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Seepage Barriers/Grout Curtains

Washington, PA: Dam Foundation Pressure Grouting, Grout Curtain Installation


The project was performed for a confidential client to mitigate seepage from the dam foundation and abutment. The dam was constructed approximately 30 years ago and was intended to create an approximately four-acre impoundment for recreational use. The Dam is licensed as a Category 3 Dam by the PADEP. Seepage was first observed at the downstream toe of the Dam approximately 20 years ago. While several interim repair measures were taken to reduce seepage, it has steadily increased over the years.

Grout borings were installed at a 30-degree angle (from vertical) to maximize the likelihood of intercepting high-angle fractures and joints. Casing was installed through the overburden using appropriate casing-advance methods and was grouted in place. Borings were drilled with a rotary drill rig utilizing a destructive bit with water-only flush to approximately 66-feet below ground surface. This drilling method produces a smooth walled hole to facilitate pressure testing and grouting operations.

Water pressure tests were conducted in 20-foot ascending stages to assess the permeability of the rock. Water passed through a header system configured with flow control valves, and flow/pressure transducers, prior to delivery to the test stage. The pressure and flow transducers were linked to a specialized real-time monitoring system. Information was transmitted from the header to a central computer system, which displayed, in real-time, the pressure and flow readings in graphical format. The system also recorded and logged the pressure/flow readings in a file archive. The test stage interval was isolated using a water packer apparatus that consisted of two straddle-style pneumatic packers separated by perforated pipe. Borings were water tested with single and multiple pressure five-minute tests in 20-foot ascending stages. Water flow rates and total takes were recorded and used to generate total Lugeon values for each stage.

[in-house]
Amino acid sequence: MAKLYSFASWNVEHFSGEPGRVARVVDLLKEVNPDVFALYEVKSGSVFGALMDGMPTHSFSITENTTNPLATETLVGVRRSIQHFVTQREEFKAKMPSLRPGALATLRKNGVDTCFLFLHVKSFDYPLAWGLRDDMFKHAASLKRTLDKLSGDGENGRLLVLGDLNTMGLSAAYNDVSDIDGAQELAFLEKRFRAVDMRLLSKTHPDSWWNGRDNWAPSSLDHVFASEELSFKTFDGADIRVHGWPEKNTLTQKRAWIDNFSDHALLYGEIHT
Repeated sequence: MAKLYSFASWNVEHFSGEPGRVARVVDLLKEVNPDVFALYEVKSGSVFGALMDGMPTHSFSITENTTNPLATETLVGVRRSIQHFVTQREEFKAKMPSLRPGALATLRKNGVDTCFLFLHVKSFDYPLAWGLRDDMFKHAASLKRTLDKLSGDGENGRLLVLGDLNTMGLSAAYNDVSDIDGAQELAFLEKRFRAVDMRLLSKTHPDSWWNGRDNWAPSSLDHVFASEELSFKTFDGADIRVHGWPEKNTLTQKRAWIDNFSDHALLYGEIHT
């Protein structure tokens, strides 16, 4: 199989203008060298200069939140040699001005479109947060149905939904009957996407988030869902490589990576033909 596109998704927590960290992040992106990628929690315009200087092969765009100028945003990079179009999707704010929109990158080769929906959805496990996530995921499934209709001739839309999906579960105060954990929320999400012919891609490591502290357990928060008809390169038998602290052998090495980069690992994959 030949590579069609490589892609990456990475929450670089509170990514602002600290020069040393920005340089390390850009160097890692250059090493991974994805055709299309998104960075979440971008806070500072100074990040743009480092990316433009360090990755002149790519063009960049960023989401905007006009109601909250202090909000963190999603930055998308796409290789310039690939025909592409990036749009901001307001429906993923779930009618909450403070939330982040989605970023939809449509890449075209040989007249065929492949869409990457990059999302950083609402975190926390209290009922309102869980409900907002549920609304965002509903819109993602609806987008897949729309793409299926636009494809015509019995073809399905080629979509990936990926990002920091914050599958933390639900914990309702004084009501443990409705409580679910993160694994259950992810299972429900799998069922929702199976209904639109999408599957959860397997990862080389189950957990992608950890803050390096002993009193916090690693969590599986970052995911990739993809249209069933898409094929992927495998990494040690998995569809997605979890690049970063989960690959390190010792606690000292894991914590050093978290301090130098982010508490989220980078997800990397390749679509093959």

Grouting of the bedrock progressed in 20-foot ascending stages. Geo-Con and the engineer established a grouting program that included progressive grout viscosity adjustment and flow rate limitations in response to real-time assessment of grouting parameters. The goal of the program was to achieve efficient refusal/closure of fractures while maintaining a limited grouting reach in each boring. Grout passed through the header system prior to delivery to the target grout stage. Stages were isolated with a grout packer apparatus that consisted of a single pneumatic packer attached to the bottom of an aluminum pipe. Difficult or high-take stages were addressed with a Medium Mobility Grout containing Portland cement, bentonite and fly ash. Grout flow rates, apparent lugeon, pressure, and total gallons of grout pumped were recorded and displayed by the real-time monitoring system.

Geo-Con worked closely with the engineer to respond to individual boring Lugeon values and grout takes and make real-time decisions regarding additional boring locations to address the most problematic areas within the abutment to maximize the effect of the curtain and remain within the intended budget.


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